Farrah Fawcett by Bruce McBroom, 1976 (image c/o Biography)

The best-selling poster of all time, Farrah Fawcett’s gleaming face and girl-next-door pose was the choice pinup of nearly every man in America, regardless of age, for decades. Literally millions were sold in the first year alone. She did her own hair and makeup for the shoot, wore her own swimsuit despite the company’s request for a bikini, and chose the final shot that was used.


Día del Guerrillero Heroico by Elena Serrano, 1968 (Poster House Permanent Collection)

OSPAAAL is a Cuban group concerned with promoting socialism and communism among third-world countries, especially those who have suffered at the hands of colonizers. Through their magazine Tricontinental, posters like this one would be folded and sent to communist student groups around the world where they would go on to inspire others. Here, an image of Che Guevara is show radiating over all of Latin America, promoting the Day of the Heroic Guerilla.


Jaws by Roger Kastel, 1975 (image c/o 1stdibs)

While Kastel has created numerous important movie posters, it is perhaps his image for Jaws that sets him apart. Originally used as the cover of the book, Kastel came up with the idea for the composition in an afternoon, basing the shark on ones in the American Museum of Natural History. The girl was a model he paid $35 to lay across two stools and pretend to swim.


Herman Miller Summer Picnic by Stephen Frykholm, 1970 (image c/o Fonts in Use)

When Herman Miller hired Frykholm to head its graphics department, one of his first assignments was to create a poster for the annual employee summer picnic. This image was the result—a beautiful expression of pop-art-meets-modern-design. He would go on to create a new poster every year up through 1989, each portraying another part of a picnic in zoomed-in detail.


Empire City/Empire State by Tomoko Miho, 1968 (Poster House Permanent Collection)

In 1968, the Container Corporation of America commissioned a series of posters celebrating various aspects of NYC, from the subway system to Lincoln Center. The posters were then placed in public spaces around the city as part of an overall city beautification project. This image celebrates the kinetic energy of the skyline, ever growing, ever changing.


Books! By Alexander Rodchenko, 1924 (image c/o Learner.org)

Often associated with the Russian Revolution, this Constructivist poster actually just announces “Books (please)! In all branches of knowledge!” One of the priorities in the Soviet Union was increasing access to education for all citizens, whose literacy levels were around 20%. Since then, this design has been used for everything from pop album covers to wine labels, the graphics proving more inspiring than the message itself.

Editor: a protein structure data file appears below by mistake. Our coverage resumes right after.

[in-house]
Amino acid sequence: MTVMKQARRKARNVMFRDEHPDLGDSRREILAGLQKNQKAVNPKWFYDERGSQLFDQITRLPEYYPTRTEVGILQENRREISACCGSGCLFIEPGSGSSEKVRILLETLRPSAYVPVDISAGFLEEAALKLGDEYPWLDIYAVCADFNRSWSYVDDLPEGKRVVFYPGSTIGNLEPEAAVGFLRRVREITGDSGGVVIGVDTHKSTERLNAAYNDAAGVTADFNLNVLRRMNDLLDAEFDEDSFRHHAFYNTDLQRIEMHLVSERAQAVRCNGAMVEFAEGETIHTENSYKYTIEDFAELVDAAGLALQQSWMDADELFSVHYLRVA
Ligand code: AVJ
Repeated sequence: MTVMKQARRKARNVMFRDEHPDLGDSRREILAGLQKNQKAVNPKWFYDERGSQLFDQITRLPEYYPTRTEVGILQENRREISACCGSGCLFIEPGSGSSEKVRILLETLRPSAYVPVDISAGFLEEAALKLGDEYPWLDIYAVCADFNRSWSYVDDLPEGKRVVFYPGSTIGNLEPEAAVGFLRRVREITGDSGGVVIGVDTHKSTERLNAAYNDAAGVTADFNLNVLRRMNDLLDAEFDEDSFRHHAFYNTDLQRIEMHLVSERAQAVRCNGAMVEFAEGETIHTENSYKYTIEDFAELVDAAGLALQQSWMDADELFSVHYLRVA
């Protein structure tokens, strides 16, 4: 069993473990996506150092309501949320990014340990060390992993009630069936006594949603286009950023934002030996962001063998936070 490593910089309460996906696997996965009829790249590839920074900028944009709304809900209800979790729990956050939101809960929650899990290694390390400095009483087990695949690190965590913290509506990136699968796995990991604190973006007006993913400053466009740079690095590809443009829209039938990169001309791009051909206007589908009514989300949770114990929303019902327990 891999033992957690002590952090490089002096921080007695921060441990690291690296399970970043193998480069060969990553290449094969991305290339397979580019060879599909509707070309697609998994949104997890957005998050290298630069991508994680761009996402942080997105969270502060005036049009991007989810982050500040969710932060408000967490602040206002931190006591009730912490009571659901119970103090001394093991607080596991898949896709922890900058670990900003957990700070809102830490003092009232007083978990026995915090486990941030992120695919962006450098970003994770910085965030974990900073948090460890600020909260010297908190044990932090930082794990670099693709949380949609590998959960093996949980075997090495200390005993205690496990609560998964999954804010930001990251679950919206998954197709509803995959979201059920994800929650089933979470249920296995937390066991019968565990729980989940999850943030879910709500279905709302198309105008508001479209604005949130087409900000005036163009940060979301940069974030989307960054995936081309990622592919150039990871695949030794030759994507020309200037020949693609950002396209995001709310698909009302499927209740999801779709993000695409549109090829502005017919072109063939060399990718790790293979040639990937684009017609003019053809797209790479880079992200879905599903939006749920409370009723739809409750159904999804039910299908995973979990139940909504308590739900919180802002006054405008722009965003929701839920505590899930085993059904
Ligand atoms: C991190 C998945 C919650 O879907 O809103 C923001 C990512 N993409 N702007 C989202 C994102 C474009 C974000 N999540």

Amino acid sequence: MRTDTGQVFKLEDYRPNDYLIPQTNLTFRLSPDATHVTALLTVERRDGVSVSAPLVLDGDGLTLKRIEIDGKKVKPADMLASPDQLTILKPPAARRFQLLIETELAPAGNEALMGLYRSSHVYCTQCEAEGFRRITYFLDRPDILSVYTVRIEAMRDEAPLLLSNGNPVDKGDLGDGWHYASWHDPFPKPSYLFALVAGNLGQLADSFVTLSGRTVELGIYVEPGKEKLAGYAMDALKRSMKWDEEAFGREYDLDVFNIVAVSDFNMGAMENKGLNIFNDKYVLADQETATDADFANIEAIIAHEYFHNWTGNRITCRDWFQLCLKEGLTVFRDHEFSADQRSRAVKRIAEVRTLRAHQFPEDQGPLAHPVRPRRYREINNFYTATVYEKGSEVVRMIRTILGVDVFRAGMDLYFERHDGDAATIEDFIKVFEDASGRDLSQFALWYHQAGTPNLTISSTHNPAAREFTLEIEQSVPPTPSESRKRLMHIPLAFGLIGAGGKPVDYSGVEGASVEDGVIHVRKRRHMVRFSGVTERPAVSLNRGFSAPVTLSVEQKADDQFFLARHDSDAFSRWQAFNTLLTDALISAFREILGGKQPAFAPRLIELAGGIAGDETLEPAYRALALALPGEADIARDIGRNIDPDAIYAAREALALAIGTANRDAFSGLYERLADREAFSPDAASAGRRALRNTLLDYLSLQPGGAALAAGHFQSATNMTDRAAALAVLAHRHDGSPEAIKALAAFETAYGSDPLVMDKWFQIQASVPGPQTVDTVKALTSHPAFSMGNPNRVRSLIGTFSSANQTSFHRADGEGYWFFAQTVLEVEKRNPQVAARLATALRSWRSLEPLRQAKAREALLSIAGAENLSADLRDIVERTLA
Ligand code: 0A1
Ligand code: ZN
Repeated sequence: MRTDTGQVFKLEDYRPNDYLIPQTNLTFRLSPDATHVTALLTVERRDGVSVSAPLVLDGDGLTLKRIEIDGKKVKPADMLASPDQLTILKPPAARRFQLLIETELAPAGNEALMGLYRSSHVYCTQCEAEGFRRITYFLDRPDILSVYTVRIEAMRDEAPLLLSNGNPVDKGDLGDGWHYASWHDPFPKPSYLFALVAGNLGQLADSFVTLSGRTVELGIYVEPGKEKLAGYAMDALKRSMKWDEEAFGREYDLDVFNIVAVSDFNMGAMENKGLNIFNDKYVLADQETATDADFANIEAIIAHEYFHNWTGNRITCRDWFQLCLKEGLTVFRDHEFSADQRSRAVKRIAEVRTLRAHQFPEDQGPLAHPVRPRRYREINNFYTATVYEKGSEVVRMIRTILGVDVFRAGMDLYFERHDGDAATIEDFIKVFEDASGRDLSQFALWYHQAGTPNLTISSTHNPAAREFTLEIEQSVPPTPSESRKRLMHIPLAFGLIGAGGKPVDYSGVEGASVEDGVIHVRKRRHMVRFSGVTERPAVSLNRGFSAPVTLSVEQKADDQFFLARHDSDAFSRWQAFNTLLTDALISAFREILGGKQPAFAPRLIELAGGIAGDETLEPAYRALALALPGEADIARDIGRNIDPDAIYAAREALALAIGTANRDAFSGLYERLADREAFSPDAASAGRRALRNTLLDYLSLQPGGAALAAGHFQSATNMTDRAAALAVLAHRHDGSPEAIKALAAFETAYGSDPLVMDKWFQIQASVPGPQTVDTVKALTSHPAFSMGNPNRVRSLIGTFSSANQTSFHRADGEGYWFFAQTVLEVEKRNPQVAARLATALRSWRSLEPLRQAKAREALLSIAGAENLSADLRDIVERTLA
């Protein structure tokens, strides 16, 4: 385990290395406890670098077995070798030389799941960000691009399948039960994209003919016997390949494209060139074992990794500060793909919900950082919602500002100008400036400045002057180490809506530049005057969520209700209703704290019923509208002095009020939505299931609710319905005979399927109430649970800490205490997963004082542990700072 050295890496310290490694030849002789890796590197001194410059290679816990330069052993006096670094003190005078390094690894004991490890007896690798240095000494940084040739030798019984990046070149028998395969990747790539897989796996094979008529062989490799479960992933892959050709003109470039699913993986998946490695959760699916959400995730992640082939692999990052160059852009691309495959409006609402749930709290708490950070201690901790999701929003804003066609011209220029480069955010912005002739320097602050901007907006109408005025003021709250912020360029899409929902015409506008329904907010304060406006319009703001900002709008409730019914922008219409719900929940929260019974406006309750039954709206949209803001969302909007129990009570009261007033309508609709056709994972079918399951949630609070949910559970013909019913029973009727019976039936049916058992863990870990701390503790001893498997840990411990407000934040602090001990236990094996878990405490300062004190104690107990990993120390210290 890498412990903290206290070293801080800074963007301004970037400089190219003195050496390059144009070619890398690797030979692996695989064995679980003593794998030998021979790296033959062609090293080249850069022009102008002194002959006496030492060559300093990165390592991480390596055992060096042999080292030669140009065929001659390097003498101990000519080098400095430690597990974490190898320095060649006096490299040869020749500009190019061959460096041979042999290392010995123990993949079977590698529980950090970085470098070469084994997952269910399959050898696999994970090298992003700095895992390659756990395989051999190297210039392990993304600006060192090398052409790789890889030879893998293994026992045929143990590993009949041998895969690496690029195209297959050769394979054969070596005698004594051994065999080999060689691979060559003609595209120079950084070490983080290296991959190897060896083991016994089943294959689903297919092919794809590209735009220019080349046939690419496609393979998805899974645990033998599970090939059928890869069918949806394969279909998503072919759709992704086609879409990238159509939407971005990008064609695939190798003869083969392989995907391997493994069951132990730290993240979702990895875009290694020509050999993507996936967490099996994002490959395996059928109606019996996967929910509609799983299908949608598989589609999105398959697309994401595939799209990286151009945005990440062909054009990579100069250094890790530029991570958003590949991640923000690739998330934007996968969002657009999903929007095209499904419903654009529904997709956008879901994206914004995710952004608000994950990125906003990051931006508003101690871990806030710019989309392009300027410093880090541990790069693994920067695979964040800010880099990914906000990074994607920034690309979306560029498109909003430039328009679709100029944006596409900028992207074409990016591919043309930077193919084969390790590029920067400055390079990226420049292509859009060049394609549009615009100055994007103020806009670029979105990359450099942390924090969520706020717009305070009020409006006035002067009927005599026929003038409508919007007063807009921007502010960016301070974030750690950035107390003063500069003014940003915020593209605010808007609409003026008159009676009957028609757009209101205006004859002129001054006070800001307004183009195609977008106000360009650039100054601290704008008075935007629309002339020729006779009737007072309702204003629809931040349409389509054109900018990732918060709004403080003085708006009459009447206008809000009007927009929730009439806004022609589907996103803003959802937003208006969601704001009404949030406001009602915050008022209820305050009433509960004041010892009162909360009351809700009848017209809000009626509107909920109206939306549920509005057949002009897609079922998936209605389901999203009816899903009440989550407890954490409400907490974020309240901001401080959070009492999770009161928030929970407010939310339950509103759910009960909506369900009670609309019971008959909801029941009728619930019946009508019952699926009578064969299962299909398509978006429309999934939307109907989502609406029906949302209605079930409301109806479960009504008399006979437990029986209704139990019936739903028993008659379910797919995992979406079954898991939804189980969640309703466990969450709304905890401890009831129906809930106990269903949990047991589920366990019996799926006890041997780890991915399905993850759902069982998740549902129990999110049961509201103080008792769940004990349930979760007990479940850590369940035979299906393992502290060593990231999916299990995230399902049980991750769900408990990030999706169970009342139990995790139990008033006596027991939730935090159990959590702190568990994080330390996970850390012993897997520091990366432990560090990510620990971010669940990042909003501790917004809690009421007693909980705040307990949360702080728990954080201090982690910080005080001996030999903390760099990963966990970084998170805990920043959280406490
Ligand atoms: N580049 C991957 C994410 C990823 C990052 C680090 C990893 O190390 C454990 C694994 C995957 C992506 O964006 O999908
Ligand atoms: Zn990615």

Six Girls Seeking Shelter by the Stenberg Brothers, 1928 (image c/o Curiator)

The Stenberg Brothers revolutionized the way films were presented in Soviet Russia, creating avant-garde surprising compositions every time. While these posters appear innovative and exciting, much of the vague, beguiling visuals can be attributed to the fact that the artists rarely saw the film before having to create the poster. The limited information they were given on each movie forced them to take a small idea and run with it, resulting in some of the greatest design creativity of the era.


Would You Be More Careful If It Was You That Got Pregnant? by Cramer Saatchi, 1969 (image c/o Campaign)

Created for the Family Planning Association in England, to be displayed in doctors’ waiting rooms, this poster poses a very simple question: would you be more careful if it was you (a man) that got pregnant? The image, however, proved so powerful that it ended up in Time magazine, putting the firm Cramer Saatchi on the map.


Vichy by Roger Broders, ca. 1926 (image c/o Swann Galleries)

Broders is a stand-out designer in the realm of Deco-era travel posters. His imagery always focuses on a moody foreground opening up onto an impressively deep field of dramatic perspective. When populated with people, like this poster, he manages to give every figure an above-it-all elegance with the fewest possible lines—a Gatsby fantasy potentially accessible to anyone who visits.


The Moon Show by Jacqueline Casey, 1969 (image c/o SFMoMA)

Best known for the many posters she created for MIT, Casey was one of the few female pioneers in the male-dominated field of graphic design. Heavily influenced by Müller-Brockmann and the International Style, she frequently combined bold imagery with simple, abbreviated text. This is her most famous poster.